Tenugui (てぬぐい)

It was Valentine’s Day recently.  I’d ordered something for my husband which didn’t arrive in time (a thing which is currently sitting in the Post Office sorting office down the road, so I can’t mention it by name just yet…), so I had to create my own version of a fukubukuro (福袋) involving a Moleskine notebook, some robot stickers and a selection of items bought from Strapya World.

One of the items was a tenugui (てぬぐい), or traditional Japanese hand towel.  It shows the Death Star from Star Wars.  Nice.  I know the way to my husband’s heart.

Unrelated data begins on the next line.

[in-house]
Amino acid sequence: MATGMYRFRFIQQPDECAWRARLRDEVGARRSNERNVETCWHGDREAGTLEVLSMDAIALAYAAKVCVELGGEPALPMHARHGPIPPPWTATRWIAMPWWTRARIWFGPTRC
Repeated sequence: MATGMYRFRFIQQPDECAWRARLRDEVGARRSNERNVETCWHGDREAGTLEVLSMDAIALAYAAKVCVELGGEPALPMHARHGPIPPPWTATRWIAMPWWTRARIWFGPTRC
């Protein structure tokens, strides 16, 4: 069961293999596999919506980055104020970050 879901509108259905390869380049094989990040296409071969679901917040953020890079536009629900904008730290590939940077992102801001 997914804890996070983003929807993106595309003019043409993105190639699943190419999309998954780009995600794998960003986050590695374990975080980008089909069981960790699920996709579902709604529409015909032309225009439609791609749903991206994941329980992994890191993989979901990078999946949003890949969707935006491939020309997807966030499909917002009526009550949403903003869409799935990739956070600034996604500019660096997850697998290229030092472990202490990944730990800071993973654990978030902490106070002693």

When it arrived and I unpacked it, I realised that it wasn’t the terry towelling cloth that I expected it to be (something that most Japanese carry with them in order to have something to dry their hands on when they have used the bathroom), but a very long, slim stretch of linen cloth with the design dyed into it.  I also realised that I had bought something similar at the Drum Museum in Asakusa, thinking it was some kind of headband worn by the men who carry the portable shrines during the Sanja Matsuri, as mentioned in my Asakusa post earlier.

I’ve looked up what a tenugui is now.  You can read about it here if you like, but basically it is a Shinto cloth originating in the Heian period for use in Shinto rituals.  These days it is more often used as a drying cloth in the kitchen, or a wrapping cloth for items like bottles, or even as a means of tying chopsticks together.

I wonder how R will use his.


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